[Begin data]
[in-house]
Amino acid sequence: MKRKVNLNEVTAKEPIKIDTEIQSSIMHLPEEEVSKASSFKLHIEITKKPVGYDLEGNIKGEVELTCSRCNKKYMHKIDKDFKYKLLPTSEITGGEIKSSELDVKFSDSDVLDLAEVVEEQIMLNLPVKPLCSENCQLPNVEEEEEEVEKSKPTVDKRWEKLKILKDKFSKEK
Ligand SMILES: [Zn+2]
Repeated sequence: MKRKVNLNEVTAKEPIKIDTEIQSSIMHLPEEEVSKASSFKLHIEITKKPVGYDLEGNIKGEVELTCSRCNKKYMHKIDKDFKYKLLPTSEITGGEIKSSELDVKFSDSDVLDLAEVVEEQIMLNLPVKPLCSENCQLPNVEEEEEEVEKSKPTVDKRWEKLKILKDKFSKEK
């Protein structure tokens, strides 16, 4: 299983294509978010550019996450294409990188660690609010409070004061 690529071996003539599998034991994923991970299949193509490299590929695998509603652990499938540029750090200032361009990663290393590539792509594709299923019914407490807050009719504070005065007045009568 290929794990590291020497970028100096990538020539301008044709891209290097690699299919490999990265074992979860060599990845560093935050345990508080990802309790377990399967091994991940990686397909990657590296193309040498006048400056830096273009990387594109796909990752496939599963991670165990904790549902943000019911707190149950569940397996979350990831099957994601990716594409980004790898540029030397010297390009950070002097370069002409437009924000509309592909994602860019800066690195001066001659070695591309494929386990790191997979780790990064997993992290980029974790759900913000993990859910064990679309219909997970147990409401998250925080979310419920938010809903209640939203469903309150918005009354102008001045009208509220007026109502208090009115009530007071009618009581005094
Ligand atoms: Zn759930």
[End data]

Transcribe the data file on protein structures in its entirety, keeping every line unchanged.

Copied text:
[in-house]
Amino acid sequence: MKRKVNLNEVTAKEPIKIDTEIQSSIMHLPEEEVSKASSFKLHIEITKKPVGYDLEGNIKGEVELTCSRCNKKYMHKIDKDFKYKLLPTSEITGGEIKSSELDVKFSDSDVLDLAEVVEEQIMLNLPVKPLCSENCQLPNVEEEEEEVEKSKPTVDKRWEKLKILKDKFSKEK
Ligand SMILES: [Zn+2]
Repeated sequence: MKRKVNLNEVTAKEPIKIDTEIQSSIMHLPEEEVSKASSFKLHIEITKKPVGYDLEGNIKGEVELTCSRCNKKYMHKIDKDFKYKLLPTSEITGGEIKSSELDVKFSDSDVLDLAEVVEEQIMLNLPVKPLCSENCQLPNVEEEEEEVEKSKPTVDKRWEKLKILKDKFSKEK
């Protein structure tokens, strides 16, 4: 299983294509978010550019996450294409990188660690609010409070004061 690529071996003539599998034991994923991970299949193509490299590929695998509603652990499938540029750090200032361009990663290393590539792509594709299923019914407490807050009719504070005065007045009568 290929794990590291020497970028100096990538020539301008044709891209290097690699299919490999990265074992979860060599990845560093935050345990508080990802309790377990399967091994991940990686397909990657590296193309040498006048400056830096273009990387594109796909990752496939599963991670165990904790549902943000019911707190149950569940397996979350990831099957994601990716594409980004790898540029030397010297390009950070002097370069002409437009924000509309592909994602860019800066690195001066001659070695591309494929386990790191997979780790990064997993992290980029974790759900913000993990859910064990679309219909997970147990409401998250925080979310419920938010809903209640939203469903309150918005009354102008001045009208509220007026109502208090009115009530007071009618009581005094
Ligand atoms: Zn759930």